Surprise and Delight, The Fashion Industry
Updated: Aug 2, 2020
Customers, obviously, are a natural part of the fashion industry. Who’s going to buy from someone who has no idea how to talk to customers? Surprise and delight are the key to happy customers, and also the key to good sales. The fashion industry relies on interactions between customers, clients, agencies, and creators.
Customer Service Strategies
A big part of fashion is sales, which means another big part of fashion is customer service.
We were sent on a mission, to explore nearby Chinatown and pick a store to go into or purchase something from, and report back with our customer service experience. Later armed with a bubble tea, we dissected our experiences together as a class. Naturally, some people had good experiences, some had neutral, and some had not so great interactions.
We even hit social media to evaluate a large company’s not-so-great customer service strategies. Social media is hit and miss with customer service, and seems to be the most effective way to get fast customer service, because of the disaster that social media can reap on a brand’s reputation. Google reviews are king in the world of customer service!
Note: Each business topic is covered over a two week period. So, next week will be a repeat of Customer Service Strategies.
The Fashion Industry
For those who haven’t worked in the fashion industry, there are elements of it that are definitely very unique.
Networking is one of those elements. Having a strong network is important in lots of careers, but I like to explain the fashion industry as a place where “everyone knows everyone, and everyone’s business”. It’s a small world, especially in Sydney, where six degrees of separation definitely rings true.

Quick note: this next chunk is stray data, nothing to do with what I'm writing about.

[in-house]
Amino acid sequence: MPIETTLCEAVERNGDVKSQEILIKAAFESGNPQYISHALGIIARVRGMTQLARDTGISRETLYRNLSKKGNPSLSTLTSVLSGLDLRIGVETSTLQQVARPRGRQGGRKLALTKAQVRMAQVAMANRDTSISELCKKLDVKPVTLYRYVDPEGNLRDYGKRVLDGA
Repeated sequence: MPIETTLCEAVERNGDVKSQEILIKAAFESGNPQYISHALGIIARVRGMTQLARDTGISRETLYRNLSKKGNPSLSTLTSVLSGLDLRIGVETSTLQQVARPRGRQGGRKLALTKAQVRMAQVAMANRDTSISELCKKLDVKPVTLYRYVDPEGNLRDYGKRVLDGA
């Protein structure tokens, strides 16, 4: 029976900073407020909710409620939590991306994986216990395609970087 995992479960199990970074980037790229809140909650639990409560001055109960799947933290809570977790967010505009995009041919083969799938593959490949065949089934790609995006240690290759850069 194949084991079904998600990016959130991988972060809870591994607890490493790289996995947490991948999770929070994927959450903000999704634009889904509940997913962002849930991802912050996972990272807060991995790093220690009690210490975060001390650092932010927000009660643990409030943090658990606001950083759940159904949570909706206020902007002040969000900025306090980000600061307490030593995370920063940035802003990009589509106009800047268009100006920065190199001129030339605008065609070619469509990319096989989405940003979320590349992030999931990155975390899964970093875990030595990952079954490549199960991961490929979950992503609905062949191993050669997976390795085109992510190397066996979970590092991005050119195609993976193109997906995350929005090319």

We discussed everything from our personal stories in the fashion industry, through to terms that some of us hadn’t heard before. The guest teacher this week was a stylist, who has worked with a plethora of brands, PR agencies, and influencers. For someone like me, coming from a freelance modelling perspective, it was an interesting conversation to see the other side of the fashion industry. The side that you don’t get to interact with much when you’re predominantly a clothes horse.
We also spoke about our ambitions in the fashion world, which for me, has taken some time to figure out. It’s no secret among my friends and family that I collect an issue of Vogue US every month. The passion that I have for collecting the magazine stems from my interest in content curation, which definitely has started to take shape through The Fashion Graduate. I’m excited to see where this interest takes me, and the stories that I’ll have to share in the future.
Stay tuned for future weekly fashion school posts, and check out my other blog posts for freelance modelling tips, stories, and advice!